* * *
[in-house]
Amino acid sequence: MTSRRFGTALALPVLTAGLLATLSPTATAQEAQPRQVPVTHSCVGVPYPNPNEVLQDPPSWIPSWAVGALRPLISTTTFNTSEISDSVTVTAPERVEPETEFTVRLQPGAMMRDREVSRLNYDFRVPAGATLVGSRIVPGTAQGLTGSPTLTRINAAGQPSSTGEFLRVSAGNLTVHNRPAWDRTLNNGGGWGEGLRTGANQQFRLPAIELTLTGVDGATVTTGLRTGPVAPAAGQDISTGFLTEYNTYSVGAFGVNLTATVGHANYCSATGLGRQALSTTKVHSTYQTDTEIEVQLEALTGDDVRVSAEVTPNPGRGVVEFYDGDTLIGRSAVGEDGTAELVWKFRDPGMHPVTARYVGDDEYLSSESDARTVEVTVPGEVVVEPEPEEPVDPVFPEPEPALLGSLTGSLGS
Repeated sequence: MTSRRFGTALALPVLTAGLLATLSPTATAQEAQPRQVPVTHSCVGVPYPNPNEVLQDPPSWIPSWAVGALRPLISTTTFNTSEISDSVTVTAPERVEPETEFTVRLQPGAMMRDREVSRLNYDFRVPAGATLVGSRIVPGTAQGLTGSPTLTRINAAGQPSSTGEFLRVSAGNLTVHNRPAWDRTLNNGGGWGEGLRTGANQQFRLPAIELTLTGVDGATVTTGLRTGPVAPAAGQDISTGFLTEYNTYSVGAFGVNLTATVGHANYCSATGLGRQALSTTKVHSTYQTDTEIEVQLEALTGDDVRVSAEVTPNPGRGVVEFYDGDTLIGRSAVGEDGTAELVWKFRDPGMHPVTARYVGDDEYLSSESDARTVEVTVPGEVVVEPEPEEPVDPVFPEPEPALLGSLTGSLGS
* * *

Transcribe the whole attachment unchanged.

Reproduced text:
[in-house]
Amino acid sequence: MTSRRFGTALALPVLTAGLLATLSPTATAQEAQPRQVPVTHSCVGVPYPNPNEVLQDPPSWIPSWAVGALRPLISTTTFNTSEISDSVTVTAPERVEPETEFTVRLQPGAMMRDREVSRLNYDFRVPAGATLVGSRIVPGTAQGLTGSPTLTRINAAGQPSSTGEFLRVSAGNLTVHNRPAWDRTLNNGGGWGEGLRTGANQQFRLPAIELTLTGVDGATVTTGLRTGPVAPAAGQDISTGFLTEYNTYSVGAFGVNLTATVGHANYCSATGLGRQALSTTKVHSTYQTDTEIEVQLEALTGDDVRVSAEVTPNPGRGVVEFYDGDTLIGRSAVGEDGTAELVWKFRDPGMHPVTARYVGDDEYLSSESDARTVEVTVPGEVVVEPEPEEPVDPVFPEPEPALLGSLTGSLGS
Repeated sequence: MTSRRFGTALALPVLTAGLLATLSPTATAQEAQPRQVPVTHSCVGVPYPNPNEVLQDPPSWIPSWAVGALRPLISTTTFNTSEISDSVTVTAPERVEPETEFTVRLQPGAMMRDREVSRLNYDFRVPAGATLVGSRIVPGTAQGLTGSPTLTRINAAGQPSSTGEFLRVSAGNLTVHNRPAWDRTLNNGGGWGEGLRTGANQQFRLPAIELTLTGVDGATVTTGLRTGPVAPAAGQDISTGFLTEYNTYSVGAFGVNLTATVGHANYCSATGLGRQALSTTKVHSTYQTDTEIEVQLEALTGDDVRVSAEVTPNPGRGVVEFYDGDTLIGRSAVGEDGTAELVWKFRDPGMHPVTARYVGDDEYLSSESDARTVEVTVPGEVVVEPEPEEPVDPVFPEPEPALLGSLTGSLGS